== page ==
View Full Version : Is Neurofeedback a treatment for ADD / ADHD?


Azariah
12-22-08, 06:55 PM
I am looking for an alternative solution instead of taking Ritalin that’s currently being prescribed. I found this site offering Neurofeedback / EEG as a means to helping with ADD / ADHD. I called the office and the information that was given sounds promising.

There office is located North Houston and after talking with them, they mentioned that the process would take several sessions and eventually I could reduced or eventually eliminate my meds (with my doctor's approval). If true I think I may look into this.

Here are my questions....
Has or does anyone know if Neurofeedback is effective?
Most importantly has it helped?
Have you reduced your meds?
Has anyone seen or been to this center?

Thanks

garyames
12-23-08, 01:25 PM
I became a neurofeedback therapist because I was so impressed with the research and success neurotherapists were having with ADHD. I have no doubt that neurofeedback works for a very high proportion of those with ADHD. In my practice it is clear because people are able to withdraw from their medications. Almost all of my clients reduce or eliminate their meds.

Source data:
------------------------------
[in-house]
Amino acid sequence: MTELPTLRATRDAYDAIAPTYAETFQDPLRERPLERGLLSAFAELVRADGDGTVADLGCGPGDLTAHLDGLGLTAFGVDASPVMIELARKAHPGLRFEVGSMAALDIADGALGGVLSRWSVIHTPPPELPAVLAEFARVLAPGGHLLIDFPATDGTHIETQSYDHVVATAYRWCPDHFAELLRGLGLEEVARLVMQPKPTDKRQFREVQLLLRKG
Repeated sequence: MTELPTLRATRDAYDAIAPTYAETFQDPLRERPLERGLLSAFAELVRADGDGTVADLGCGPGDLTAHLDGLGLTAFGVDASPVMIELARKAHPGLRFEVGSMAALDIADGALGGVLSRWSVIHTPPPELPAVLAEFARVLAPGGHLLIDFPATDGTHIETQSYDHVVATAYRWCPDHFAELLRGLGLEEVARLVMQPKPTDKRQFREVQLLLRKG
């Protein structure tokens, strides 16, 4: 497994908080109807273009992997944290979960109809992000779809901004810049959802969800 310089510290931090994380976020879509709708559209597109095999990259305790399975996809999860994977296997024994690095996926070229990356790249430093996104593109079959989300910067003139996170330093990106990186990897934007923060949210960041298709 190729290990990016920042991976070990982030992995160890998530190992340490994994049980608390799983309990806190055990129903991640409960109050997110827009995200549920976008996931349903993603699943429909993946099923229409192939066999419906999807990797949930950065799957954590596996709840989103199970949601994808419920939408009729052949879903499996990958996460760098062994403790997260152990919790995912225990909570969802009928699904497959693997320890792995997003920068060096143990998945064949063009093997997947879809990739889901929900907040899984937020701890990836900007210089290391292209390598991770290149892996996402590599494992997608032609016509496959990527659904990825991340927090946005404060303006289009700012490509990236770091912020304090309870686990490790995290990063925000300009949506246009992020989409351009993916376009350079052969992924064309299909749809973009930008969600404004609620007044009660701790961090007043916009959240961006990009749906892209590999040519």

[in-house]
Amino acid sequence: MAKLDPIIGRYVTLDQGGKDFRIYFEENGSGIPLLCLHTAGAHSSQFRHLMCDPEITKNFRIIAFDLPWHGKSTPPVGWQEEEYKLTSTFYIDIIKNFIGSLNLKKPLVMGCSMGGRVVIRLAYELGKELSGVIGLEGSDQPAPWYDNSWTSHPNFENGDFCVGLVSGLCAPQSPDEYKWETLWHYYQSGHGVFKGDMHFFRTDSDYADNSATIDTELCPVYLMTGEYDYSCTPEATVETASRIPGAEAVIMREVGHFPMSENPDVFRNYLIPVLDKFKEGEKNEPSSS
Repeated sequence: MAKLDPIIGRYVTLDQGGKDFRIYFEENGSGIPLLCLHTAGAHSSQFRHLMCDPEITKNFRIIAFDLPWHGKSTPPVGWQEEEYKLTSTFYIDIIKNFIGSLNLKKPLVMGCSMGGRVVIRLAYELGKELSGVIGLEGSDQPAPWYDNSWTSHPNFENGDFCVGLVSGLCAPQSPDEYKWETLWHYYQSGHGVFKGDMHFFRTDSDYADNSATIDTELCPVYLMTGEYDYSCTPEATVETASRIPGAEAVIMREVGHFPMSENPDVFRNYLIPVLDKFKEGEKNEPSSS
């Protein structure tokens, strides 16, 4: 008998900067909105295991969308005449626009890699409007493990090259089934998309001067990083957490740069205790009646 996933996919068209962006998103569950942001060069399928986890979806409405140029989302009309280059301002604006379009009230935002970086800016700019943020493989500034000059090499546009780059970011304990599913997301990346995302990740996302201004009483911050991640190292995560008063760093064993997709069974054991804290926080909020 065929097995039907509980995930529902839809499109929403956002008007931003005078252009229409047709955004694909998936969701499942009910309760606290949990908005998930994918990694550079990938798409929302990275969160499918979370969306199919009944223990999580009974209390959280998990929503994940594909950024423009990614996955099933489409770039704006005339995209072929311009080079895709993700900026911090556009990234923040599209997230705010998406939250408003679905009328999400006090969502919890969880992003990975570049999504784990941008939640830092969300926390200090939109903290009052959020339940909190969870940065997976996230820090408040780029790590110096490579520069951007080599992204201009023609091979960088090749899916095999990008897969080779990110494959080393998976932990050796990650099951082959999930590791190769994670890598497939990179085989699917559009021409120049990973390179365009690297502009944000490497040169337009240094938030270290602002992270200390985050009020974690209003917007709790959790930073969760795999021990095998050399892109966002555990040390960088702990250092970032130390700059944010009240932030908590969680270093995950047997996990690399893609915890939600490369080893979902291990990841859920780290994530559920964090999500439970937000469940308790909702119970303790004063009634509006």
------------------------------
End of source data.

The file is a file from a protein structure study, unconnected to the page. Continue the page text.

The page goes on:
You said it was expensive. Yes and no. Expensive compared to what? I think it is cheap compared with suffering from poor attention and all the problems that can mean in your life.

Neurofeedback is flexible. Home training is possible. Insurance may cover some.

Dizfriz
12-23-08, 02:10 PM
At this time the jury is still out on neurofeedback.

That does not mean that it does not work just that it has not been yet backed up scientifically. There are some very promising studies but that is all. The current best description is "possibly efficacious". In otherwords, promising but needs more research

It is quite expensive and I would suggest caution unless you can easily afford it. If you can then I don't see who it could hurt, might be worth a try.

Here is a good write up on it on the National Resource Center on ADHD, pretty much the official information site on the subject of ADHD.

http://www.help4adhd.org/en/treatment/complementary/WWK6A

Note the last paragraph.

Good question. I wish I could have a firm answer but alas it is not to be at this time, hopefully later. It would a very good thing if it was shown to be effective.

PS, there has been a lot of discussion on the forum on the subject of neurofeedback. It might be well worth your while to do a search.

Dizfriz

FrazzleDazzle
12-23-08, 04:06 PM